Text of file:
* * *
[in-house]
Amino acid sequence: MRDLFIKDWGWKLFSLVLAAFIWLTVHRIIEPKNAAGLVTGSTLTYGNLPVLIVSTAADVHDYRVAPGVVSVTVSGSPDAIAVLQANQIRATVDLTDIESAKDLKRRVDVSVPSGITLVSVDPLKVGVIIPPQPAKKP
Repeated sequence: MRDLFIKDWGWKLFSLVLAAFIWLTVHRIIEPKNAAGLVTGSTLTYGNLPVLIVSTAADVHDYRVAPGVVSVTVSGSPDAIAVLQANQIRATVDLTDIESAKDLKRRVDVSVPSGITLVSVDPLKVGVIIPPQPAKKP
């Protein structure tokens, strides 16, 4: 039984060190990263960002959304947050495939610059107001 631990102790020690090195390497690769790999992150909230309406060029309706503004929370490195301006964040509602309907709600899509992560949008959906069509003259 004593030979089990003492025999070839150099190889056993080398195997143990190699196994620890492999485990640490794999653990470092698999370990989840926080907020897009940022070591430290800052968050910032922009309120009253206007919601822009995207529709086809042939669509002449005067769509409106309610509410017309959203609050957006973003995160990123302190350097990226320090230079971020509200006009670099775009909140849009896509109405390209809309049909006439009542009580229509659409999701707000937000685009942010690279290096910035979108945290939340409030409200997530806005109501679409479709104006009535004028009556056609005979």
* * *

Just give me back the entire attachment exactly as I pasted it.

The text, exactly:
[in-house]
Amino acid sequence: MRDLFIKDWGWKLFSLVLAAFIWLTVHRIIEPKNAAGLVTGSTLTYGNLPVLIVSTAADVHDYRVAPGVVSVTVSGSPDAIAVLQANQIRATVDLTDIESAKDLKRRVDVSVPSGITLVSVDPLKVGVIIPPQPAKKP
Repeated sequence: MRDLFIKDWGWKLFSLVLAAFIWLTVHRIIEPKNAAGLVTGSTLTYGNLPVLIVSTAADVHDYRVAPGVVSVTVSGSPDAIAVLQANQIRATVDLTDIESAKDLKRRVDVSVPSGITLVSVDPLKVGVIIPPQPAKKP
């Protein structure tokens, strides 16, 4: 039984060190990263960002959304947050495939610059107001 631990102790020690090195390497690769790999992150909230309406060029309706503004929370490195301006964040509602309907709600899509992560949008959906069509003259 004593030979089990003492025999070839150099190889056993080398195997143990190699196994620890492999485990640490794999653990470092698999370990989840926080907020897009940022070591430290800052968050910032922009309120009253206007919601822009995207529709086809042939669509002449005067769509409106309610509410017309959203609050957006973003995160990123302190350097990226320090230079971020509200006009670099775009909140849009896509109405390209809309049909006439009542009580229509659409999701707000937000685009942010690279290096910035979108945290939340409030409200997530806005109501679409479709104006009535004028009556056609005979």